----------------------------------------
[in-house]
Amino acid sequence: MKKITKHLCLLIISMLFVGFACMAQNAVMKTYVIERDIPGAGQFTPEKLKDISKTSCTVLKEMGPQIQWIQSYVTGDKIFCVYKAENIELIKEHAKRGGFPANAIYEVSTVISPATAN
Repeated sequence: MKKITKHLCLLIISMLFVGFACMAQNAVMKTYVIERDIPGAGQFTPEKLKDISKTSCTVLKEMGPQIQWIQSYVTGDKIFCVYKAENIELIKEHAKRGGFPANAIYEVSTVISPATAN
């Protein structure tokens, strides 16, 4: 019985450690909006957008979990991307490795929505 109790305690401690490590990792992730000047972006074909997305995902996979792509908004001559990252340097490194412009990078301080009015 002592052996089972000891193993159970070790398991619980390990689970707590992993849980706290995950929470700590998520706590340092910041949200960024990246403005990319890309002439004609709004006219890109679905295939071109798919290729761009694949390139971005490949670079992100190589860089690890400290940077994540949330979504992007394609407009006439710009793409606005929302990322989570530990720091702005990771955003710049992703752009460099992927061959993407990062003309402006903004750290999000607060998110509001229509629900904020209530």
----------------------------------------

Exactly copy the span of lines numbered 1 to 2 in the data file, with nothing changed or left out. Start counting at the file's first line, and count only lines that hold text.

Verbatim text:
[in-house]
Amino acid sequence: MKKITKHLCLLIISMLFVGFACMAQNAVMKTYVIERDIPGAGQFTPEKLKDISKTSCTVLKEMGPQIQWIQSYVTGDKIFCVYKAENIELIKEHAKRGGFPANAIYEVSTVISPATAN